Leaves of Morning Glory Riddled with Holes
The leaves of my morning glory vines are riddled with holes. I haven't seen any insects. What is eating the leaves?
Several different insects can cause the damage you describe. Fortunately morning glories are so vigorous that the damage may be unsightly but not harmful to the plants.
Take a close look along the stems and under the leaves for the golden tortoise beetle. It is orange with black spots and about ¼ inch long. The spiny immature stage carries fecal matter on its back for camouflage and protection from predators. If you can't stand the damage try plucking the insects off the plants and dropping them into soapy water. It's time consuming but the most environmentally friendly way to manage these pests.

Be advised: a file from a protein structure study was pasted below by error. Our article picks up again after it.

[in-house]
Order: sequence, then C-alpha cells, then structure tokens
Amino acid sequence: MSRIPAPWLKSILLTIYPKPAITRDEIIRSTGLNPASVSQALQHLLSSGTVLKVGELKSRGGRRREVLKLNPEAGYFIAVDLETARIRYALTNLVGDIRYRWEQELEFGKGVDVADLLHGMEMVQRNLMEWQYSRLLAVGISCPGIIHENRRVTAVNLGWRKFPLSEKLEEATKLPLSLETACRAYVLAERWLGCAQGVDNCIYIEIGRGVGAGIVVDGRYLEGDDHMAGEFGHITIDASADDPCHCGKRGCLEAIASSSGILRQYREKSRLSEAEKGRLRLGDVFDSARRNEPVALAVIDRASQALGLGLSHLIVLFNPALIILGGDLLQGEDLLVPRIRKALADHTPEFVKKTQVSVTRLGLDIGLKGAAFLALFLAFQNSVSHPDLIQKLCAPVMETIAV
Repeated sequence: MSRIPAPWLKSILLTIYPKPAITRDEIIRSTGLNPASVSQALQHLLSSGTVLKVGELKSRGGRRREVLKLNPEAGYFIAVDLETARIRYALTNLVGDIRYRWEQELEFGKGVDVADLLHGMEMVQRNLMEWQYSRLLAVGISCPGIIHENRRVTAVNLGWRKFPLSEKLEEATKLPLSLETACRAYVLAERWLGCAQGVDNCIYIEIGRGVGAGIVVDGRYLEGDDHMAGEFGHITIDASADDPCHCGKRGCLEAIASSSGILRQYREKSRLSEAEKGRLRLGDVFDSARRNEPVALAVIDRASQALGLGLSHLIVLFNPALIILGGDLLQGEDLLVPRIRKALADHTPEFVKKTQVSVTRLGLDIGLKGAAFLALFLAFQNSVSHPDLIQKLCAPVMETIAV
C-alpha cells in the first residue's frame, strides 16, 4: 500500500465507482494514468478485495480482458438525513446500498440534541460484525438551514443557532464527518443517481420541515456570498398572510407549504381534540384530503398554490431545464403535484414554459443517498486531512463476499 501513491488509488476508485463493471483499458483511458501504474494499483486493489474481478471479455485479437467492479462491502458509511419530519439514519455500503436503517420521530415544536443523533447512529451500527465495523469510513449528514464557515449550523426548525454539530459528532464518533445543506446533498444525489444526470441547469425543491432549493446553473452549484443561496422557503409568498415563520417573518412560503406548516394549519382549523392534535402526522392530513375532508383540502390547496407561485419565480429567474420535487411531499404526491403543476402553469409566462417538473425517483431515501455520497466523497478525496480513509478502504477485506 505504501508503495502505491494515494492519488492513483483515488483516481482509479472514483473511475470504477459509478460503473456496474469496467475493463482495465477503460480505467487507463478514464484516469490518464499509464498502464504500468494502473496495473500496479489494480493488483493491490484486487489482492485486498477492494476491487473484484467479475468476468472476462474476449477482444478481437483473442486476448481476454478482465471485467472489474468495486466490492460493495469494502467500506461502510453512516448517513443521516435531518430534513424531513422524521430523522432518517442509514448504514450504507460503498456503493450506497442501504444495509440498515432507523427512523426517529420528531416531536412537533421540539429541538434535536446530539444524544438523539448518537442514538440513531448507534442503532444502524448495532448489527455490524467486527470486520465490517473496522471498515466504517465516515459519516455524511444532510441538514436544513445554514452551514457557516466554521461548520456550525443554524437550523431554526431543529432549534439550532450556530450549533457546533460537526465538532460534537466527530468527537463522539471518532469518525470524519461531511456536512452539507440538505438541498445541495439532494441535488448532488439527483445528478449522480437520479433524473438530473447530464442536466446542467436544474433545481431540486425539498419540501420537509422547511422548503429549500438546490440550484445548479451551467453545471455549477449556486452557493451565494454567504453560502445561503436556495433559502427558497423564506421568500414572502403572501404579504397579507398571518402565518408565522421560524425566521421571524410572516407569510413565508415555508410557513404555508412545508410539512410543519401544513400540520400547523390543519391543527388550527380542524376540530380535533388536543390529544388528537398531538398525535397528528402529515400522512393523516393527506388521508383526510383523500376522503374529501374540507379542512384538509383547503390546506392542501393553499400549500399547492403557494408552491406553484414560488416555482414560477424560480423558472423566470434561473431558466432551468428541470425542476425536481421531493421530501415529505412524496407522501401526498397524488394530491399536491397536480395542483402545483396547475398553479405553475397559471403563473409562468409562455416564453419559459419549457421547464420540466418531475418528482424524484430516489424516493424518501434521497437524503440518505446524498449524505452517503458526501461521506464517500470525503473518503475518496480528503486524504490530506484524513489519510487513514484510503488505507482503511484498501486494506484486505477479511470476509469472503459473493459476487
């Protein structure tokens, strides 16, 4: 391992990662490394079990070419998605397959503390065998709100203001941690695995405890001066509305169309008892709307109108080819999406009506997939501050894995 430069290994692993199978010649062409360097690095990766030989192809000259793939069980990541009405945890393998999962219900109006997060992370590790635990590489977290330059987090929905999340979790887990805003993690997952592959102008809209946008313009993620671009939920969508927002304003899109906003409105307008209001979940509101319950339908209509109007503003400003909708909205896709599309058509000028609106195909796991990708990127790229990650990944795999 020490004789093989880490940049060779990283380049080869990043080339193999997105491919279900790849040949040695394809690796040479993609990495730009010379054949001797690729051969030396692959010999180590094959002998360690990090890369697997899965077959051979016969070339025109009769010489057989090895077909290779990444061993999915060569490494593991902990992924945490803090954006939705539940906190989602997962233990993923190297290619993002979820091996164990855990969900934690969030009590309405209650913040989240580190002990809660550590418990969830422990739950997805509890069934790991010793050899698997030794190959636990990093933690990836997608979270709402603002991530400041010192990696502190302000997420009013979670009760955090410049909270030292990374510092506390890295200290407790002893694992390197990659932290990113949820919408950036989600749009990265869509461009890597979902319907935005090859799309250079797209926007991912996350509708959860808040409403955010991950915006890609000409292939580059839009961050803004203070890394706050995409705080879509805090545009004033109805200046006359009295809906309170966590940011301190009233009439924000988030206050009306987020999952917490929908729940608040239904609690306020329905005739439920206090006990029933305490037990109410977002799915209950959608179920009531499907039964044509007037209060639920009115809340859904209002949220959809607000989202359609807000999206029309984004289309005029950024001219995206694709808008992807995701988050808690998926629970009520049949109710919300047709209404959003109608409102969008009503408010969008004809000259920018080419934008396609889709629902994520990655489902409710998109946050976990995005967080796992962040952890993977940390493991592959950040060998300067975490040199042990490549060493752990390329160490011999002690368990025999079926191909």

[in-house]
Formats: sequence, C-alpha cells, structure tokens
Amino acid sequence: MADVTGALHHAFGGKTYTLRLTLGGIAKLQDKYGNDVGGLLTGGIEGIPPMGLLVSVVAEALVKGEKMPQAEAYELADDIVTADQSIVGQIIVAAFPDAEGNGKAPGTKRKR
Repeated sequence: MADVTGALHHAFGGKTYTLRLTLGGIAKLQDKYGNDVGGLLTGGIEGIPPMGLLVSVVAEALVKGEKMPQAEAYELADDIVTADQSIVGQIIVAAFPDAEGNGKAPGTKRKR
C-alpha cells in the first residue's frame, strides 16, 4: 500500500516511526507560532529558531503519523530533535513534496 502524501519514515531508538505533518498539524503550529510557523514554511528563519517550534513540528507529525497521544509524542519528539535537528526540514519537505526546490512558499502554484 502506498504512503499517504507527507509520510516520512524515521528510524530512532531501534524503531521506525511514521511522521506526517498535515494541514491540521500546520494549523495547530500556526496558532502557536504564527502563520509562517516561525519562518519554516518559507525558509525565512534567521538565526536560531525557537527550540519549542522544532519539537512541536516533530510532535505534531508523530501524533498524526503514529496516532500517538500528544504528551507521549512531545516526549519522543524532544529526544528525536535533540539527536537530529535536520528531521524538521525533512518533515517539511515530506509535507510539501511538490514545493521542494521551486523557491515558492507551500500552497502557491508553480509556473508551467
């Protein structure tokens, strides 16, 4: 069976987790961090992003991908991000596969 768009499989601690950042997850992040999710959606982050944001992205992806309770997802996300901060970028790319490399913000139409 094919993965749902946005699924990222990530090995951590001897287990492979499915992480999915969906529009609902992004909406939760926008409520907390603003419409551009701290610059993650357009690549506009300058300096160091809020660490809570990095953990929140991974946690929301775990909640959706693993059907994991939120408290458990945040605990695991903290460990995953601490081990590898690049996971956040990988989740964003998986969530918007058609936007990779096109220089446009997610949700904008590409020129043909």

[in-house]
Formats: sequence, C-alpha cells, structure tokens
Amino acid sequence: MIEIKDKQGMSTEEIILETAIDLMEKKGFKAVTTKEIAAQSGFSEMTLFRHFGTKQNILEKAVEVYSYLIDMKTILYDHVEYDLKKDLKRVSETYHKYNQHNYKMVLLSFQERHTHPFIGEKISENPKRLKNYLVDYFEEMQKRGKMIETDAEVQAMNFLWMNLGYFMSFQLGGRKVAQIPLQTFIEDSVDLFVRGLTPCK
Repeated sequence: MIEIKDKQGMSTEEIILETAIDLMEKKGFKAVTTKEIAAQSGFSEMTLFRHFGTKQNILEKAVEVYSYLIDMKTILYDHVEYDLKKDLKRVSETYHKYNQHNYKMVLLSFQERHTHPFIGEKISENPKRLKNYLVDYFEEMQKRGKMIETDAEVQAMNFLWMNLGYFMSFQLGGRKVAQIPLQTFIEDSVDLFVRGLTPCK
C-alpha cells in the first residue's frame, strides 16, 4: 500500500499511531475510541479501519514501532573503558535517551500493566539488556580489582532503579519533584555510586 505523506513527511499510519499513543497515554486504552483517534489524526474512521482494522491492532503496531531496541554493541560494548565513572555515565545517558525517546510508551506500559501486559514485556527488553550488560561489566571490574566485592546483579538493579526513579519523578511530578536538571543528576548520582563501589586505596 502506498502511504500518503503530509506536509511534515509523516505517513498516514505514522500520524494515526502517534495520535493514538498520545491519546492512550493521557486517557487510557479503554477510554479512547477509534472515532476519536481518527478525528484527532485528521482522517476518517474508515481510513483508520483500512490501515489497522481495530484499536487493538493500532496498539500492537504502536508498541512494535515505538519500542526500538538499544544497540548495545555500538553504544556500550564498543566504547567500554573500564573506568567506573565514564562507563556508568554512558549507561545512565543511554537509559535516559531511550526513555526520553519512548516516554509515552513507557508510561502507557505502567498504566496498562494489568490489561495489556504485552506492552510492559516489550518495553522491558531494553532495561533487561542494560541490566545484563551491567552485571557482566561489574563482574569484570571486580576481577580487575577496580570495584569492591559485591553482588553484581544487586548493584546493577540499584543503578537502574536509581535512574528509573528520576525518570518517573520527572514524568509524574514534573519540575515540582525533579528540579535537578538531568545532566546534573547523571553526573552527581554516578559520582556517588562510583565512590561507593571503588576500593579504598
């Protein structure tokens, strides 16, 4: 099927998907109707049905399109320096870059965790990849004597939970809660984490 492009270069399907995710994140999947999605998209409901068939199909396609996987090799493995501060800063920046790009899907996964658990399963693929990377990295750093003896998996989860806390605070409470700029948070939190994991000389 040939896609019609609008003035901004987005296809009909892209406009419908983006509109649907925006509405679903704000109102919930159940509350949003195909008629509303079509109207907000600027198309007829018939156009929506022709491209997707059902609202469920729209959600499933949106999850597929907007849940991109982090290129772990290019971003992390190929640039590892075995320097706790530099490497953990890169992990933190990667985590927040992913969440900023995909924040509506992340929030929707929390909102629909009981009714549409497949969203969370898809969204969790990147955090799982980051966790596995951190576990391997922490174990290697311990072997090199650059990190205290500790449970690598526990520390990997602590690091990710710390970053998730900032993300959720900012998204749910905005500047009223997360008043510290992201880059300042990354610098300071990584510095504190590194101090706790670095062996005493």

A trip to the garden in the evening may reveal a different pest, earwigs. These slender reddish brown beetles have pinchers on the back end and like to feed on leaves and petals of various plants. The earwigs prefer cool dark damp places to hide. Use this to your advantage and try trapping these hungry critters. Rolled up newspaper laying at the base of the plant, cardboard cylinder from a roll of paper towels filled with straws or in old tuna fish cans baited with fish oil or vegetable oil make great traps. Place those traps out in the early evening and in the morning dump the trapped earwigs into a container of soapy water. If this isn't possible you may want to use one of the natural products like insecticidal soap or Neem. And as always read and follow label directions carefully.
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